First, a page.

FARGO — The show will go on with the Missouri Valley Football Conference. The league on Monday released a statement saying it will continue to allow its 11-member schools to begin fall practice next week.

But the lights went out on North Dakota State's last scheduled non-conference game because of the COVID-19 pandemic. The Pioneer Football League on Monday canceled all non-league games, meaning the Bison and Pioneer member Drake University (Iowa) Sept. 12 contest is off.

That follows on the heels of the Pac-12 Conference canceling non-league games, which put the NDSU and Oregon game out of business. North Carolina A&T's league, the Mid-Eastern Athletic Conference, canceled fall football altogether thus ending A&T's trip to Fargo on Sept. 19.

It leaves NDSU's season opener at Northern Iowa on Sept. 26 and the home opener at Gate City Bank Field at the Fargodome as Oct. 3 against Illinois State. That doesn't mean it's set in stone and athletic director Matt Larsen said Monday "we've had some good conversations with some places."

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"Before we finalize anything, we're going to gauge where the next week to 10 days take us," he said. "We definitely have some options, which is promising. At least there are a couple of irons in the fire."

At the least, it puts NDSU's sold-out season ticket base of 12,500 in limbo for September. Essentially, with single-game tickets gone, an entire season's worth of sold-out games could be hanging in the balance with FCS leagues trending toward not playing.

Asked what advice he would give season ticket holders, Larsen said to "hang in there."

"I still think there a lot of questions, probably more questions than answers," Larsen said. "We are highly motivated as are a lot of places to have a college football season. Our goal is to get it done in the fall and if not look at other options. As we get information, we'll pass that along. Whether there are additional games or an adjustment to the schedule, just hang in there with us."

The Valley also appears to be waiting on the next week to 10 days. The league and its Presidents Council said it's going to continue to monitor national developments.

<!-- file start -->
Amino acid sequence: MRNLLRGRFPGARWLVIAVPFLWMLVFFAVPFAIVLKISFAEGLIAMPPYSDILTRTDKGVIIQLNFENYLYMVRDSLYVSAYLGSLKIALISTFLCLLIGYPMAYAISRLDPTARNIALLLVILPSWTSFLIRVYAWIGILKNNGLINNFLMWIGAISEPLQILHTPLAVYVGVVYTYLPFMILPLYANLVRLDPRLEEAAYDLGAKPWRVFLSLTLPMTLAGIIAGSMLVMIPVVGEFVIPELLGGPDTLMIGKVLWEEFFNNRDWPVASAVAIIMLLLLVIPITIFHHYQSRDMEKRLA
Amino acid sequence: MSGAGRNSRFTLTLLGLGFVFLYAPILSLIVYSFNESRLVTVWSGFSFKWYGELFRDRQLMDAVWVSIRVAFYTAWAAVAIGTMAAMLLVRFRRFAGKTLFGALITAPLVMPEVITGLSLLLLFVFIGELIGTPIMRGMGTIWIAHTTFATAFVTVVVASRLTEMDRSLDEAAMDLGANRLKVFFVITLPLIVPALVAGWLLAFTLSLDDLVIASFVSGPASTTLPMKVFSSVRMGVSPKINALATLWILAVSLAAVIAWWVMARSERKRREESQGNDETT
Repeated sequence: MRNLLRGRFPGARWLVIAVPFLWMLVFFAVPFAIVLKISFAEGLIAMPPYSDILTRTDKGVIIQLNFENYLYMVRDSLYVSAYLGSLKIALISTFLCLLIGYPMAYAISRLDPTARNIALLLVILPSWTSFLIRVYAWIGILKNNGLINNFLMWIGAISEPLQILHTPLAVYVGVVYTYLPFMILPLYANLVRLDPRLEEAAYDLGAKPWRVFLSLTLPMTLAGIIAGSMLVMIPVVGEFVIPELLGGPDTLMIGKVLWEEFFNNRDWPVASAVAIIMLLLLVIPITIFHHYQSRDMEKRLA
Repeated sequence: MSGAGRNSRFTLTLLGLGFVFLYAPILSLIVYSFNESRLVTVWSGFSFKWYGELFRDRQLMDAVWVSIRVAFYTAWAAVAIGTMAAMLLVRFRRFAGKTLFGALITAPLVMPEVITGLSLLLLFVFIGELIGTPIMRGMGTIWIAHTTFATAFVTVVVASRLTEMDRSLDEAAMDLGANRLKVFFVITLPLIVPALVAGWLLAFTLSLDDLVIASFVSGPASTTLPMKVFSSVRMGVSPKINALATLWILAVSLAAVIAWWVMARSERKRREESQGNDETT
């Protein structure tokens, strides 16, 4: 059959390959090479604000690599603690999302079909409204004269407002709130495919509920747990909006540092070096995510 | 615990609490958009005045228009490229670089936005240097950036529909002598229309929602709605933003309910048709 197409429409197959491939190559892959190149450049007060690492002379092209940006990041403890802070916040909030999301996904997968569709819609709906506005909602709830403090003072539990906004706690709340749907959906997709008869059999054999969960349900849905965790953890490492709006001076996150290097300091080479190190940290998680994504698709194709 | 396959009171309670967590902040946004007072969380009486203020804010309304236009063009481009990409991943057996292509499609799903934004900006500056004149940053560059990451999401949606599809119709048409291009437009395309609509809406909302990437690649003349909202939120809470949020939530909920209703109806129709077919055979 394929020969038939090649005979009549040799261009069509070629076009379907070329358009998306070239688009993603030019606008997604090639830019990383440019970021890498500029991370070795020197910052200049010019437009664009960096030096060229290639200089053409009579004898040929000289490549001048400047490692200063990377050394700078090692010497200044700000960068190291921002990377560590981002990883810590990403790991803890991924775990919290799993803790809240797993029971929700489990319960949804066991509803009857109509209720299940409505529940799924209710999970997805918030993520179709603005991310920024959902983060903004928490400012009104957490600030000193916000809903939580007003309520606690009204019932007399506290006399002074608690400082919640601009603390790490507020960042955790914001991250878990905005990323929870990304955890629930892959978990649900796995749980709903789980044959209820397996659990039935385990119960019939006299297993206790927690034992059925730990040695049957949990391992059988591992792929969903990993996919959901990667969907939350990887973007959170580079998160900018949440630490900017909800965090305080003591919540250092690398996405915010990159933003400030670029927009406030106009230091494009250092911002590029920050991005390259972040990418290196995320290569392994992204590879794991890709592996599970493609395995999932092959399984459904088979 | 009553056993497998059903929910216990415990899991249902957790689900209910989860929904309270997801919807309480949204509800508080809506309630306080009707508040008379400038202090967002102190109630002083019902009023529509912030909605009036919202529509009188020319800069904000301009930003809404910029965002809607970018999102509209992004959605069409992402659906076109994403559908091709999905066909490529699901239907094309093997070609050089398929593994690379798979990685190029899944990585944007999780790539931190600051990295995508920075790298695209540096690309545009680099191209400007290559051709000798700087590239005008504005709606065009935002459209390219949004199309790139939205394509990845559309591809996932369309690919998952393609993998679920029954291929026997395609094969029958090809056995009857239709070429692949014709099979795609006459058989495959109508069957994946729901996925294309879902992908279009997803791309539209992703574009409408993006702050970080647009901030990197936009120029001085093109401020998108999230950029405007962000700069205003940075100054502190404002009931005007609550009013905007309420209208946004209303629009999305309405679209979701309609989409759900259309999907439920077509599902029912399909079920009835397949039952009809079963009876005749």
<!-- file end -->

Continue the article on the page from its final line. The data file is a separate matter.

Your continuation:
“The Missouri Valley Football Presidents Council has determined patience is warranted regarding any decision to modify the 2020 fall season, seeing merit in delaying as long as there remains a possibility to provide a safe competitive opportunity for MVFC student-athletes," the league said in a statement.

The commissioner of the MVFC, Patty Viverito, is also the commissioner of the Pioneer Football League. In its statement on Monday, the PFL said the "Pioneer Football League’s Presidents Council has determined PFL fall schedules will not include any non-conference competition and, if conducted, a conference-only schedule will not begin before September 26. The Council will vigilantly monitor national developments, ensuring the league’s plans continue to be supported by current medical evidence and guidance. It is the Council’s intent to ensure the health and welfare of student-athletes and the communities in which they live."

The news didn't catch Larsen by surprise, he said, citing conversations with Drake athletic director Brian Hardin. Larsen said he figured the Pioneer would reduce its schedule given the fact the league teams are spread throughout the country from San Diego to Marist College (N.Y.).

It’s been a rough couple of weeks elsewhere in the FCS, with five leagues shutting down football operations this fall including the powerful Colonial Athletic Association. Also not playing besides the MEAC are the Patriot League, Ivy League and the Southwestern Athletic Conference.

Two schools from the Big South Conference, Monmouth University (N.J.) and Hampton (Va.), are also not playing as mandated from their respective universities.

The Big Sky and Southland conferences held their virtual media days last week, a major sign of their intent to play this fall.

There was also some promising news in a day of negativity: Bison head football coach Matt Entz said his program has had no positive tests that he knows of since the reveal of 13 student-athletes comprising all sports testing positive last week.

"We're efforting," he said.